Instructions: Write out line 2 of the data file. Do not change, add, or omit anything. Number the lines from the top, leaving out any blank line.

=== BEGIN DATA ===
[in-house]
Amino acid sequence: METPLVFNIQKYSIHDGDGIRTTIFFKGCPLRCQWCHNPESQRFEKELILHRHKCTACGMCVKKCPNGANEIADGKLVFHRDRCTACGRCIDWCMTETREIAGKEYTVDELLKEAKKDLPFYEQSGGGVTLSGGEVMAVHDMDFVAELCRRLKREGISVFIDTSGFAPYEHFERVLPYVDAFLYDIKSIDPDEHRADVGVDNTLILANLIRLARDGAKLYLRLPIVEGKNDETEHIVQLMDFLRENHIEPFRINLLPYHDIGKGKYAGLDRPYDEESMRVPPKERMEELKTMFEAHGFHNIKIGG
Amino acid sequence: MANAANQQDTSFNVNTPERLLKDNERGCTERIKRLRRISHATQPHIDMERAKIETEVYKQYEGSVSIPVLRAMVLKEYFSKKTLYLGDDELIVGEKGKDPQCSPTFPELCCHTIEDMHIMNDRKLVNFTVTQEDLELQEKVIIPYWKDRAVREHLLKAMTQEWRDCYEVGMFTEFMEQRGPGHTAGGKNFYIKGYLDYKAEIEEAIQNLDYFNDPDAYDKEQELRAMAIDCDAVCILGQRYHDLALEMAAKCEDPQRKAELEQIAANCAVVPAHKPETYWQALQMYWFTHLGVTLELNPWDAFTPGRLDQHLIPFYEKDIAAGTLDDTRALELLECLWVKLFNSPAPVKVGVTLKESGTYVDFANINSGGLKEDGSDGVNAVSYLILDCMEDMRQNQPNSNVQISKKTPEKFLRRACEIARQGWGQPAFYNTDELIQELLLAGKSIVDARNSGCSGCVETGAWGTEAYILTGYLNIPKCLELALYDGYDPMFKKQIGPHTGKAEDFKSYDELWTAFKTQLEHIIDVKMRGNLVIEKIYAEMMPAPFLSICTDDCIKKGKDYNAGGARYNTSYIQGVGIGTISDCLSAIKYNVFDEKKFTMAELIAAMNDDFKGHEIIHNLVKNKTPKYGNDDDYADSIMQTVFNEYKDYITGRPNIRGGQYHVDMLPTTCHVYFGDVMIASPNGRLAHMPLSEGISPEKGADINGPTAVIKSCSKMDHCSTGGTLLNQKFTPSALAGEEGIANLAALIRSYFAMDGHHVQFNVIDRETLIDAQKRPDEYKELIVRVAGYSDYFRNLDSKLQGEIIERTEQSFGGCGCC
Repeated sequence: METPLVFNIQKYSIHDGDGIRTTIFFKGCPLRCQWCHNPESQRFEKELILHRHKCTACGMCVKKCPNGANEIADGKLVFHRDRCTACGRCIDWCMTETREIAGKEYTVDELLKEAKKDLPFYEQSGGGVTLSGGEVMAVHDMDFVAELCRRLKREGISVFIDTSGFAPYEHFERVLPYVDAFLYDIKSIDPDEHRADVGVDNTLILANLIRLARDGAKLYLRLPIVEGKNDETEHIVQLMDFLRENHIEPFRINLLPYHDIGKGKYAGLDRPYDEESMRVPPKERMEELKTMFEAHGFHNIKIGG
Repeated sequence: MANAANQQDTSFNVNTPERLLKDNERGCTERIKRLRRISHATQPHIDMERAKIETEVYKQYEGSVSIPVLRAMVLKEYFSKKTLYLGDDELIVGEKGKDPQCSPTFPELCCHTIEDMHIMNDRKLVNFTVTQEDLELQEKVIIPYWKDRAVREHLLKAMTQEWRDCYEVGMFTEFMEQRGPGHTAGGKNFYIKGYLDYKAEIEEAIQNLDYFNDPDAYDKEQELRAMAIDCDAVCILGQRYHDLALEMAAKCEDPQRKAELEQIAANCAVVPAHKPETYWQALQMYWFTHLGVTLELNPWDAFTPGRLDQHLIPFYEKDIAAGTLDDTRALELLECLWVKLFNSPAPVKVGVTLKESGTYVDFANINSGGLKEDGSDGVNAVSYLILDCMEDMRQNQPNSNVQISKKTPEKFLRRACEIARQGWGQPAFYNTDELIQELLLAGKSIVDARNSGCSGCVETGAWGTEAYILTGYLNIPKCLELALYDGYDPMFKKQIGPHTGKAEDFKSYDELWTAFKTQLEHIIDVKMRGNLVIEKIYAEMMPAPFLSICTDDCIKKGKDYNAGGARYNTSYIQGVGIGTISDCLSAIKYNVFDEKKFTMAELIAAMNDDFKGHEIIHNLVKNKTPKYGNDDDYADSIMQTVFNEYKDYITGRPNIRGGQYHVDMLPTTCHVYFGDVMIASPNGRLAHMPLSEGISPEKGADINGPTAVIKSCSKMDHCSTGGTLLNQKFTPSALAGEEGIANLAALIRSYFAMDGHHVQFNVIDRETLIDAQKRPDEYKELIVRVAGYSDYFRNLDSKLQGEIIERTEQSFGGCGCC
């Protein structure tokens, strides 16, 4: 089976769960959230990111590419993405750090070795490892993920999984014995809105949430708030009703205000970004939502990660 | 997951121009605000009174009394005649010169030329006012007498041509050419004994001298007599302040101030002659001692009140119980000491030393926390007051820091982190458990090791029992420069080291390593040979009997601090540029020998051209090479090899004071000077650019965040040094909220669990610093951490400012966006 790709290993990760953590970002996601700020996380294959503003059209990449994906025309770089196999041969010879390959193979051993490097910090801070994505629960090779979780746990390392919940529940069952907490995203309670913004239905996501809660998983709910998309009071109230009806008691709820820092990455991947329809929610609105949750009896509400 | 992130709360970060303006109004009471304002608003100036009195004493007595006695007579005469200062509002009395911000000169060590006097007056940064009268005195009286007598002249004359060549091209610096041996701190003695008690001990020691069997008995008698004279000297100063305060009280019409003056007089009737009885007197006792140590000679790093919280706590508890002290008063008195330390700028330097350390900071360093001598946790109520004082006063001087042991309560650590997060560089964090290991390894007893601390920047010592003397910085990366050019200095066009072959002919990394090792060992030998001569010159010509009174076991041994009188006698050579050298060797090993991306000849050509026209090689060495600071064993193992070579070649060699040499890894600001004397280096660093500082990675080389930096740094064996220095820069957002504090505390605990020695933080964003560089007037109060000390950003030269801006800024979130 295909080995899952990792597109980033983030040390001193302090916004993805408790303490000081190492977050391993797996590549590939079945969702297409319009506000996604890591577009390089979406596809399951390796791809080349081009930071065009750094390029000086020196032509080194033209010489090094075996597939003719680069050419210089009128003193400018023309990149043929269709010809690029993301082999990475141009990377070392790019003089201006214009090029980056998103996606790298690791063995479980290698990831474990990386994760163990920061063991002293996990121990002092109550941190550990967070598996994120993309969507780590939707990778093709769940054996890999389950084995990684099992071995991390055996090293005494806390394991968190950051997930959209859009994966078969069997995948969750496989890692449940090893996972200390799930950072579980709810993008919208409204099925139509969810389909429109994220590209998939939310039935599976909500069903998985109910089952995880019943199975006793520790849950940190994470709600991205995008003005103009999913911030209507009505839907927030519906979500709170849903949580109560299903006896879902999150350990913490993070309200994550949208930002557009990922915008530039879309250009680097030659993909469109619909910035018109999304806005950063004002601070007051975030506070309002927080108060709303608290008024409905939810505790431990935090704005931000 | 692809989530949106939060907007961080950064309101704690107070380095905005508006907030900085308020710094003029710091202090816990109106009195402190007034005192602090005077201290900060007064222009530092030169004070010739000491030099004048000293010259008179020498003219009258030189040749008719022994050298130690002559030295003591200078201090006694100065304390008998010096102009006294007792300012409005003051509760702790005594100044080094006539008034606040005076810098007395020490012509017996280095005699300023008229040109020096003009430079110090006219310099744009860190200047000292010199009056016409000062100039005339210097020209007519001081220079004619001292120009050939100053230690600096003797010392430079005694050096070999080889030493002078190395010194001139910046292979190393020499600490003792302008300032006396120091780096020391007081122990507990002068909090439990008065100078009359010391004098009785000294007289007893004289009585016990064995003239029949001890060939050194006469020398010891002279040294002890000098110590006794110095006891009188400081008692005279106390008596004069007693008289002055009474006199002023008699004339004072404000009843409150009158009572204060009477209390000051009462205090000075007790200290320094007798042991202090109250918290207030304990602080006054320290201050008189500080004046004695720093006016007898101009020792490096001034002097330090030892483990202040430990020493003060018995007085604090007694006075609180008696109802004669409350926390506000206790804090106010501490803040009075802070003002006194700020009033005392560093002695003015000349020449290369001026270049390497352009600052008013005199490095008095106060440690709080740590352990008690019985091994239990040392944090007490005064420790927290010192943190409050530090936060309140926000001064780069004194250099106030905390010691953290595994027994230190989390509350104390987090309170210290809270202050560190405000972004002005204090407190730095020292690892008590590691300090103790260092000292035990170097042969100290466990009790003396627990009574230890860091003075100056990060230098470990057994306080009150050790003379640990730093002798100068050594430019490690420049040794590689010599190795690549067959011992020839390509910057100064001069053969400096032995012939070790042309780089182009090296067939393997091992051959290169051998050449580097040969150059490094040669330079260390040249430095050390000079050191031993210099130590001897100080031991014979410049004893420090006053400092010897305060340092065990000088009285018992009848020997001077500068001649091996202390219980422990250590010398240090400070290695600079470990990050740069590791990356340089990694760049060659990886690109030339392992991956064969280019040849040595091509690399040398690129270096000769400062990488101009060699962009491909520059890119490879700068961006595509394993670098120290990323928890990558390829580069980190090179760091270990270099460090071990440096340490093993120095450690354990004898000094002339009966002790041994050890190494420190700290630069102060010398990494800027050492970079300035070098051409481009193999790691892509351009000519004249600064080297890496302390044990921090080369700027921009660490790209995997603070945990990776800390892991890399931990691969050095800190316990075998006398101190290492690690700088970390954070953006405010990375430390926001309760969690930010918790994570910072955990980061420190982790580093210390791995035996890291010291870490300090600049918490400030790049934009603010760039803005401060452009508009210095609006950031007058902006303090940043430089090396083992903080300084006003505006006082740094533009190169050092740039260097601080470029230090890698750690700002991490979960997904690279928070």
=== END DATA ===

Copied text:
Amino acid sequence: METPLVFNIQKYSIHDGDGIRTTIFFKGCPLRCQWCHNPESQRFEKELILHRHKCTACGMCVKKCPNGANEIADGKLVFHRDRCTACGRCIDWCMTETREIAGKEYTVDELLKEAKKDLPFYEQSGGGVTLSGGEVMAVHDMDFVAELCRRLKREGISVFIDTSGFAPYEHFERVLPYVDAFLYDIKSIDPDEHRADVGVDNTLILANLIRLARDGAKLYLRLPIVEGKNDETEHIVQLMDFLRENHIEPFRINLLPYHDIGKGKYAGLDRPYDEESMRVPPKERMEELKTMFEAHGFHNIKIGG